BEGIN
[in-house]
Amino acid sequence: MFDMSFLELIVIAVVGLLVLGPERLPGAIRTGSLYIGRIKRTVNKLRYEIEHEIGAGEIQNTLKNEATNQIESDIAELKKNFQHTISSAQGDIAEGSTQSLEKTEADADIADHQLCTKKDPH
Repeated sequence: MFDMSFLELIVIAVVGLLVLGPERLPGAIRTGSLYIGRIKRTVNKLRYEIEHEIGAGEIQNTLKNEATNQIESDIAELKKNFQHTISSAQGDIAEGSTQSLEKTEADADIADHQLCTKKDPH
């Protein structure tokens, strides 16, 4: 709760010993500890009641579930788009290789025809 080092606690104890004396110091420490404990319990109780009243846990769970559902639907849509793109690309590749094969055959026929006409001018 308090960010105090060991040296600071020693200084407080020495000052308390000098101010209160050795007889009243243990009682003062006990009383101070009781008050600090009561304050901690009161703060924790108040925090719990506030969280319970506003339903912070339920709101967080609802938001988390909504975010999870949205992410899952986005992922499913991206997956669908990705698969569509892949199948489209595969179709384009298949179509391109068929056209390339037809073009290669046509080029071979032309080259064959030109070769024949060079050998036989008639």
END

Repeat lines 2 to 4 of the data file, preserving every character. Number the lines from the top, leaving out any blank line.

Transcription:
Amino acid sequence: MFDMSFLELIVIAVVGLLVLGPERLPGAIRTGSLYIGRIKRTVNKLRYEIEHEIGAGEIQNTLKNEATNQIESDIAELKKNFQHTISSAQGDIAEGSTQSLEKTEADADIADHQLCTKKDPH
Repeated sequence: MFDMSFLELIVIAVVGLLVLGPERLPGAIRTGSLYIGRIKRTVNKLRYEIEHEIGAGEIQNTLKNEATNQIESDIAELKKNFQHTISSAQGDIAEGSTQSLEKTEADADIADHQLCTKKDPH
């Protein structure tokens, strides 16, 4: 709760010993500890009641579930788009290789025809 080092606690104890004396110091420490404990319990109780009243846990769970559902639907849509793109690309590749094969055959026929006409001018 308090960010105090060991040296600071020693200084407080020495000052308390000098101010209160050795007889009243243990009682003062006990009383101070009781008050600090009561304050901690009161703060924790108040925090719990506030969280319970506003339903912070339920709101967080609802938001988390909504975010999870949205992410899952986005992922499913991206997956669908990705698969569509892949199948489209595969179709384009298949179509391109068929056209390339037809073009290669046509080029071979032309080259064959030109070769024949060079050998036989008639």